Why it matters
The single use of a racial epithet was sufficient to establish a “severe or pervasive” hostile work environment in order to bring suit, the U.S. Court of Appeals for the Third Circuit has ruled. A pair of African-American contract workers for Chesapeake Energy Corp. claimed that despite having more experience than their white coworkers, they were not permitted to work on the pipelines other than to clean them; they also found racial comments written on their sign-in sheets. The final straw was a supervisor’s use of the “n word.” Both men were fired after complaining about the use of the epithet, and they sued under Title VII. A district court granted the employer’s motion to dismiss, holding that the single use of the word was insufficient to support their lawsuit, but the federal appellate panel reversed. Clarifying that the correct standard under the statute was “severe or pervasive,” the court said the plaintiffs had “pled a plausible claim of a hostile work environment under either theory—that the harassment was ‘severe’ or ‘pervasive.’”
STI Group, a staffing placement agency, hired Atron Castleberry and John Brown as general laborers. The two African-American males were assigned to a Chesapeake Energy Corp. worksite, where they claimed they were subjected to a racially hostile work environment.
Not long after they began working at the site, they found an anonymous person had written “don’t be black on the right of way” on their sign-in sheets. Both men also alleged that although they had significant experience working on pipelines (and more than their non-African-American coworkers), they were permitted only to clean around the pipelines rather than work on them.
One day, while working on a fence removal project, a supervisor told the crew including Castleberry and Brown that if they “n*****-rigged” the fence, they would be fired. Both plaintiffs reported the offensive language to a superior and were fired two weeks later with no explanation. Although both were rehired, they were terminated again shortly after.
Castleberry and Brown then sued, alleging harassment, discrimination and retaliation in violation of Title VII. A district court judge granted the employer’s motion to dismiss, determining that the plaintiffs failed to state sufficient evidence of a discriminatory work environment.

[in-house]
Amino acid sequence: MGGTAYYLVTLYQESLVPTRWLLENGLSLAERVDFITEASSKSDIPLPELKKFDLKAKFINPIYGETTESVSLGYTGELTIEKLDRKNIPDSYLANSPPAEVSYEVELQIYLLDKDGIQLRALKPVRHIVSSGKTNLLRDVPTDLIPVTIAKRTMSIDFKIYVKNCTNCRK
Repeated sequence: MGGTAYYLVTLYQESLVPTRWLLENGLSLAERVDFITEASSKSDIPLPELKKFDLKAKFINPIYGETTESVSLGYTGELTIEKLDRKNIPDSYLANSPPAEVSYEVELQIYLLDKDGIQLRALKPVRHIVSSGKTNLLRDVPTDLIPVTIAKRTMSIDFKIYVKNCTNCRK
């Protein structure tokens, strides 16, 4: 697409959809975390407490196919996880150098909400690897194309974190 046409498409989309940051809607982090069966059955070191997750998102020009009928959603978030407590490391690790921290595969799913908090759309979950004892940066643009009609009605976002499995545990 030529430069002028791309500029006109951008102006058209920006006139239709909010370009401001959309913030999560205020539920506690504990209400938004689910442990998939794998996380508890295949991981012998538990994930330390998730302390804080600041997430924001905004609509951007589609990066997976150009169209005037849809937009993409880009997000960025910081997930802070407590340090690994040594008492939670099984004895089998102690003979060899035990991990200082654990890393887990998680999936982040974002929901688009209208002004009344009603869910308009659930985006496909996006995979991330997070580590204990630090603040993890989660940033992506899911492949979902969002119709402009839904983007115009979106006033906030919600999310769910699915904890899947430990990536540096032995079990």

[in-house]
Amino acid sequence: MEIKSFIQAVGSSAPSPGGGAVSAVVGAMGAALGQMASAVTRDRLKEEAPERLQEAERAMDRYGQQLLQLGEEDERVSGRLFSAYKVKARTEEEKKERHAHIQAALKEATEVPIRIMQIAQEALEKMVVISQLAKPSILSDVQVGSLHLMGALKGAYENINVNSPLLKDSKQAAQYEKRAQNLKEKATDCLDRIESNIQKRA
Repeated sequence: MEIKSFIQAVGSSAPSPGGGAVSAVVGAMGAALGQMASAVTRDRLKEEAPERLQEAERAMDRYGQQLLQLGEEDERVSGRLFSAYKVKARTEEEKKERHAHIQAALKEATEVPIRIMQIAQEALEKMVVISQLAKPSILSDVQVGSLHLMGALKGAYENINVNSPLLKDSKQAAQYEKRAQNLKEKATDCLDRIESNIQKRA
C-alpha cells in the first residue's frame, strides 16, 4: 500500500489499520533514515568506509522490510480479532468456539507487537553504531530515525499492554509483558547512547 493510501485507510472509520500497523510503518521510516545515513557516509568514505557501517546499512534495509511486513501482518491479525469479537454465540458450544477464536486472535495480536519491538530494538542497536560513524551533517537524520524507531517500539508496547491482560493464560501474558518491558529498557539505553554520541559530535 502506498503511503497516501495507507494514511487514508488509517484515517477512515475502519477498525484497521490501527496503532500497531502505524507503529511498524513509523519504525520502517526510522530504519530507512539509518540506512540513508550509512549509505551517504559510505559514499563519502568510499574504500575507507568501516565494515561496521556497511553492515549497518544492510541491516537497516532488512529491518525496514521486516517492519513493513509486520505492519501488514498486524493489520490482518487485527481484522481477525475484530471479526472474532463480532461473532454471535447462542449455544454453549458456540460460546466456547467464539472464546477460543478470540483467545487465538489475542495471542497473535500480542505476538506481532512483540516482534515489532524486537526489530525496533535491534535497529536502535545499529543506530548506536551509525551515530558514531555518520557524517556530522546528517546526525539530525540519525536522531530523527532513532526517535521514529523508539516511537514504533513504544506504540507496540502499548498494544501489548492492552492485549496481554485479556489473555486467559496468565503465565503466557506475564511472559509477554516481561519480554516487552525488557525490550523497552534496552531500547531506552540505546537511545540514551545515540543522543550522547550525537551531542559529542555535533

On appeal to the U.S. Court of Appeals for the Third Circuit, the panel recognized that its precedent on the correct standard to apply to harassment claims was “inconsistent.” In some cases, the court has held that a plaintiff making a harassment claim must establish the discrimination is “pervasive and regular,” while other decisions used a standard of “severe and pervasive,” and some opinions were based on a standard of “severe or pervasive.”
“Thus we clarify,” the court said. “The correct standard is ‘severe or pervasive.’” This standard is based on precedent from the U.S. Supreme Court, the panel said, which has discussed on several occasions that “severity” and “pervasiveness” are alternative possibilities, with some harassment severe enough to contaminate an environment even if not pervasive and other, less objectionable conduct contaminating the workplace only if it is pervasive.
Under this standard, the employer argued that the supervisor’s single use of the “n word” was neither severe nor pervasive.
Citing opinions from the Fourth, Seventh, Eleventh and D.C. Circuits, the panel determined “it is clear that one such instance can suffice to state a claim.”
“Here Plaintiffs alleged that their supervisor used a racially charged slur in front of them and their non-African-American coworkers,” the court wrote. “Within the same breath, the use of this word was accompanied by threats of termination (which ultimately occurred). This constitutes severe conduct that could create a hostile work environment.”
The “pervasive” alternative was also satisfied, the panel found. “Plaintiffs alleged that not only did their supervisor make the derogatory comment, but ‘on several occasions’ their sign-in sheets bore racially discriminatory comments and that they were required to do menial tasks while their white colleagues (who were less experienced) were instructed to perform more complex work,” the court said. “Plaintiffs have pled a plausible claim of a hostile work environment under either theory—that the harassment was ‘severe’ or ‘pervasive.’”
Every case relied on by the employer was resolved at summary judgment, the panel noted, reminding the defendants that claims of employment discrimination necessarily survive a motion to dismiss so long as the prima facie elements have been established.
The court also allowed the plaintiffs’ disparate treatment and retaliation claims to move forward but affirmed dismissal of their disparate impact claim, which is unavailable under Title VII.
To read the opinion in Castleberry v. STI Group, click here.